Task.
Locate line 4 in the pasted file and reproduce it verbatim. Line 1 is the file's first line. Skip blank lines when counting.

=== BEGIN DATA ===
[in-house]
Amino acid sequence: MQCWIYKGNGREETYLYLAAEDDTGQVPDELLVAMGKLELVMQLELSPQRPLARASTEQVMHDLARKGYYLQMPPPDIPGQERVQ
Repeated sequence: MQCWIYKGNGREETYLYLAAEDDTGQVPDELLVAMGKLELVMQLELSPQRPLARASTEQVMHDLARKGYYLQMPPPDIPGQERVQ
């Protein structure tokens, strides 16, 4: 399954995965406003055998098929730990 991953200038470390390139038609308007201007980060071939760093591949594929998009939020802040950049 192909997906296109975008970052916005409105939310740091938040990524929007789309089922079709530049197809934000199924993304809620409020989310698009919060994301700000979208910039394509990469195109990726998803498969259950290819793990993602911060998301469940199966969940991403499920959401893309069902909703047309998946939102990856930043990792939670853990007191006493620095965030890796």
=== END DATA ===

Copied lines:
């Protein structure tokens, strides 16, 4: 399954995965406003055998098929730990 991953200038470390390139038609308007201007980060071939760093591949594929998009939020802040950049 192909997906296109975008970052916005409105939310740091938040990524929007789309089922079709530049197809934000199924993304809620409020989310698009919060994301700000979208910039394509990469195109990726998803498969259950290819793990993602911060998301469940199966969940991403499920959401893309069902909703047309998946939102990856930043990792939670853990007191006493620095965030890796």